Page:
rational and also take into account that others are completely
rational. In several examples, I show that strategic
rationality itself has structural implications otherwise not
discernible. Results include: cliques form the common
knowledge crucial for collective action; dispersion of
"insurgents,'' people strongly predisposed toward collective action,
can be good for collective action but too much dispersion can be
bad; classic "bandwagon'' models overstate the fragility of
collective action. (This paper is a nontechnical "companion
piece" to "Communication and Coordination in Social Networks"
Believe the Hype: Solving Coordination
Problems with Television Advertising
You can download this paper in manuscript form (the file is h.pdf).
This paper looks at data on how advertisers choose network
television commercial slots. The main result is that
advertisers of "coordination problem'' or "social'' goods, in our
sample computers, beer, pizza, and wine, tend to advertise on more
popular shows and are willing to spend significantly more per viewer
than advertisers of other products such as batteries, deodorant, and
breakfast cereal. The explanation offered here is that for
technological reasons in the case of computers and social reasons in
the case of beer, pizza, and wine, a person's preference for these
goods increases in the number of other people who buy that
good. When a consumer sees a brand advertised on a popular
show, she not only learns about the brand, she learns that many
other people know about it also. Hence advertisers of social
goods are willing to pay a premium for slots on popular shows.
This has at least two implications. Coordination problems are
crucial in a wide variety of social contexts, from social movements
to technological change to macroeconomics. The result here
illustrates that people often solve coordination problems not by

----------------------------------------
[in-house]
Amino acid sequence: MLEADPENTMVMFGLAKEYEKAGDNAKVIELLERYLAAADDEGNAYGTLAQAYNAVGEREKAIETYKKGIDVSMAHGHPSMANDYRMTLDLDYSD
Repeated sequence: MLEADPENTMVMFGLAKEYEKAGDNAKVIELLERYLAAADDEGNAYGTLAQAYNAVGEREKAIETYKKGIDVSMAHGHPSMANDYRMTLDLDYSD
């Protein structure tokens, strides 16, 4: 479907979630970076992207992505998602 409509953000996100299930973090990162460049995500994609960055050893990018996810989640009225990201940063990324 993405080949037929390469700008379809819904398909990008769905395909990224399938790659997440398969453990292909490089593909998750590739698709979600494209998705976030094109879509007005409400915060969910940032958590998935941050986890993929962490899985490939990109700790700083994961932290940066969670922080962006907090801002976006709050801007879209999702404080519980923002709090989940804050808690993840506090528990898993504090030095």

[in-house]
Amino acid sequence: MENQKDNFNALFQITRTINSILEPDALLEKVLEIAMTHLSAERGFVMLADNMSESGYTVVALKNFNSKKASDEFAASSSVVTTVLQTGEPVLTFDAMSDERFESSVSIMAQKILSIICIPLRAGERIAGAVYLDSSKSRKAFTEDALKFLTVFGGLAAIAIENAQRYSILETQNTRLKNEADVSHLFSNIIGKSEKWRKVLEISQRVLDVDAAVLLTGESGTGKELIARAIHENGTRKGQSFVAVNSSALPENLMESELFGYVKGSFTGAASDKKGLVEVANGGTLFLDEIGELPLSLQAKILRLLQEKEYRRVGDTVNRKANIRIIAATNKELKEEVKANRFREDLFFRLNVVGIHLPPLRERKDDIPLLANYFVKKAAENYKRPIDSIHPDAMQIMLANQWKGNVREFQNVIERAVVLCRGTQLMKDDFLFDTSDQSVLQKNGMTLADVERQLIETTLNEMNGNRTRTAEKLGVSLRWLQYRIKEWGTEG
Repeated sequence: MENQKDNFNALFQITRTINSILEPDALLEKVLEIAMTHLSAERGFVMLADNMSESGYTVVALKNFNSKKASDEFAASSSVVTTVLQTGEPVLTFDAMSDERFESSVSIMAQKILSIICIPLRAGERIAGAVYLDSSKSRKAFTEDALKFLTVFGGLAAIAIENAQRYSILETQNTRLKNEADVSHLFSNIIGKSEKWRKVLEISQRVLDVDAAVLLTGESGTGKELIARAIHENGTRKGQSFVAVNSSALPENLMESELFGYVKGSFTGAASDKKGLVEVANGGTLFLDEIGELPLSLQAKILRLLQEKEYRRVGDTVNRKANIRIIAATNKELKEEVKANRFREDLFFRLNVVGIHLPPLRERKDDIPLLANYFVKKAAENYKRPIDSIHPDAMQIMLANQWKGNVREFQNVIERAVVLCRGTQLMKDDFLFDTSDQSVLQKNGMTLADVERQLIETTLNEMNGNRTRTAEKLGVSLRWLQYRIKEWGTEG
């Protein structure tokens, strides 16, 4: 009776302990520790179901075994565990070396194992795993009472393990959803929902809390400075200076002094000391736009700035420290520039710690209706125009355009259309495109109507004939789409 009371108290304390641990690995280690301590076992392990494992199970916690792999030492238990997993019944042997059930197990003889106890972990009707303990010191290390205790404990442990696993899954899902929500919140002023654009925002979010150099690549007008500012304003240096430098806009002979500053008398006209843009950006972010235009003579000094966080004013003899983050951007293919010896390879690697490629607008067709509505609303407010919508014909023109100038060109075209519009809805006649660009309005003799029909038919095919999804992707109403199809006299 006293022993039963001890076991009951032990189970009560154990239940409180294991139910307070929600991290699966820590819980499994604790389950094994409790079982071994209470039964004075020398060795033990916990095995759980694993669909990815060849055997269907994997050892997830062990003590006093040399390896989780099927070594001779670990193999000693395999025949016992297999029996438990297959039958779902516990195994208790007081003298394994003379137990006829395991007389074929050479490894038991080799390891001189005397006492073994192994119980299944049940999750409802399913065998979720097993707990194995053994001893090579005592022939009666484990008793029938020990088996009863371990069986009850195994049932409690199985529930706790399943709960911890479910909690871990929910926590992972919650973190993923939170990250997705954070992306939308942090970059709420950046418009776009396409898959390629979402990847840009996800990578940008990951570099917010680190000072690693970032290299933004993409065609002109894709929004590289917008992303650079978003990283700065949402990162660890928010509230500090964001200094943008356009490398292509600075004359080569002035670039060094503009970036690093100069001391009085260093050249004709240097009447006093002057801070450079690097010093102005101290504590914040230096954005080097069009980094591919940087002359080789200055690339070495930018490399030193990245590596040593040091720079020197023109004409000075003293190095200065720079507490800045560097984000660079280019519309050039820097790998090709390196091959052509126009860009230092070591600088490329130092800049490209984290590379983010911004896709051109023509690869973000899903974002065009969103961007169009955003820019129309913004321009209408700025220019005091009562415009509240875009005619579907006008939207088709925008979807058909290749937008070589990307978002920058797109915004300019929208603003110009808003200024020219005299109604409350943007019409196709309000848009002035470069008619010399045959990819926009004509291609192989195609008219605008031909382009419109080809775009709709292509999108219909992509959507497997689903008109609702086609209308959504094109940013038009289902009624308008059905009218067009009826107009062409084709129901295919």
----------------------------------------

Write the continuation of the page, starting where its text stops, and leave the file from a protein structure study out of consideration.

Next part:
adaptation or evolution, but by direct communication. Second,
the finding suggests another mechanism by which advertising can
affect people's decisions: here a commercial does not signal
anything about the product itself; all that is necessary is for a
person to know that other people are watching too.
Minority Voting Rights Can Maximize
This paper appeared in the American Political
Science Review (1999) 93: 85-97.
Recently, Lani Guinier argues against majority rule on fairness
grounds, both abstractly and in the specific context of the
representation of people of color in the United States. Since a
majority can always get its way, a minority has little power and
might not even participate in elections. Guinier suggests instead
procedures which might distribute power more evenly, including
"taking turns,'' in which the majority gets to decide more often,
but the minority gets to decide at least some of the time. Two
centuries earlier, however, Condorcet argued for majority rule on
the basis of efficient information aggregation: if each individual
has an equal chance of having the correct opinion, then majority
rule is most likely to select the better of two alternatives.
This paper takes Condorcet's information aggregation model and adds
voter heterogeneity: each voter has an idiosyncratic prior belief or